Keanu Reeves in John Wick

John Wick Review

There’s one indisputable fact on this planet; puppies are adorable. I’m pretty partial to pugs myself, but all kinds of adorable puppies grace this Earth and make the world a better to place to be. The awesomeness of puppies was proved with Tom Hardy in The Drop last month, and now Keanu Reeves gets to pile on more evidence to this fact with John Wick. Reeves play the titular character, a widower whose sole solace from the pain he feels from his wife’s passing is a puppy named Daisy his deceased wife gave him just before her passing.

It’s these scenes that set up Wick that do wonders for making the character compelling. I like that the movie allows it’s bad-ass action star to be so understandably vulnerable. The loss of his wife has left an actual toll on John and the film doesn’t shy away from moments that show him in tears over losing her. Seeing him experiencing such human emotions makes it easier to connect with him…and also makes it much more entertaining to see him let loose as the movie progresses.

I’d have loved to see this feature with someone who hadn’t even heard of it (instead, I saw it alone), just to see their shock once the movies action kicks in. Aside from a brief appearance by Willem Dafoe, there’s never even a hint of anything more than mundane normalcy in John Wicks life. And then some dudes break into his house, take his car and kill his dog. What these guys don’t realize is that John Wick used to be a professional assassin like no other. Suddenly, the quiet persona that made the scenes with Wick struggling over his wife’s death effortlessly manages to the part of Wick’s personality more driven by violence and revenge.

The violence in the film is violent, bloody and beautiful to witness thanks to cinematographer Johnathan Sela. The guy really makes the film look absolutely gorgeous in several shots, thanks to the way he has colors like red or blue make some of the movies environments truly pop. But when it comes to what really makes the action of the film entertaining, I’d say, even more so than the cinematography and excellent directing from David Leitch and Chad Stahelski, is the humor. The movie has a great sense of timing with many of its best jokes, such as an encounter with Wick and a police officer or Leguizamo explaining why he punched the son of a crime kingpin. Helping out the films many humorous moments is that Reeves has nice comic timing. He can land a humorous line almost as well as he handles the stories absorbing action scenes.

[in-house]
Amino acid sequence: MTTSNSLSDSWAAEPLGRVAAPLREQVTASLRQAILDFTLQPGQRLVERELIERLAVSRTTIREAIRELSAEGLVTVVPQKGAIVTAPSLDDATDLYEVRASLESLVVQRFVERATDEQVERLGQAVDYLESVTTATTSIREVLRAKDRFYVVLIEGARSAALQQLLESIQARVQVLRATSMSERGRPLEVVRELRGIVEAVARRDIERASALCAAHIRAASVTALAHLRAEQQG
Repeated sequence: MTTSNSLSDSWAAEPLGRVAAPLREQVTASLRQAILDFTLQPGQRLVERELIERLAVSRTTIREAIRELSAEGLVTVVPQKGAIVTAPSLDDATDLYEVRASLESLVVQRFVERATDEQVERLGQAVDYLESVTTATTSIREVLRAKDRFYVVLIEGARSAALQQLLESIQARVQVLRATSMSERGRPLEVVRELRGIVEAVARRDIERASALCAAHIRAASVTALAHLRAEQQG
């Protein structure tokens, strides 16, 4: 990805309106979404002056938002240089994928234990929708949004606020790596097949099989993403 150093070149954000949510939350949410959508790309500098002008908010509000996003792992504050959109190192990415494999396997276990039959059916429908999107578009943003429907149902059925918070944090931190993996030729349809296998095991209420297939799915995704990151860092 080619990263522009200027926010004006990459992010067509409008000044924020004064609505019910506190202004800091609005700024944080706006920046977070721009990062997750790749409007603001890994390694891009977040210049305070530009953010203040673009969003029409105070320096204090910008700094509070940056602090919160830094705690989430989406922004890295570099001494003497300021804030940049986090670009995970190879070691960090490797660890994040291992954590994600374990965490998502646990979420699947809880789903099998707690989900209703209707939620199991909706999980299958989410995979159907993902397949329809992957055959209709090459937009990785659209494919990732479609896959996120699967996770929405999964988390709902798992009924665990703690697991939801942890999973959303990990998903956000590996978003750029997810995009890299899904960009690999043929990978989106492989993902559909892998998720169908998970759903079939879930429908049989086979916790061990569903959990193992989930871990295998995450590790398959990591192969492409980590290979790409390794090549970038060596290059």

Adding to that sense of fun are the subtitles, which come in handy due to the foreign nature of many of the features antagonists. Several words, such as John Wicks nickname The Boogeyman, are written in a stylized font that adds personality to the film. Actually, this entire movie has tons of personality, and certainly seems to be relishing the fun of the proceedings as much as the audience. Their desire to keep the good times rolling does mean the finale, where John corners the father of the man who killed his dog, feels extraneous. But even that portion of the film is mostly entertaining, and it doesn’t distract from the rest of the extremely exhilarating movie. The cuteness of puppies is an indisputable fact for sure, but another fact that can’t be denied is that John Wick is a terrific feature that shows how much a good Keanu Reeves performance and personality (among several other positive traits) can bring to a film.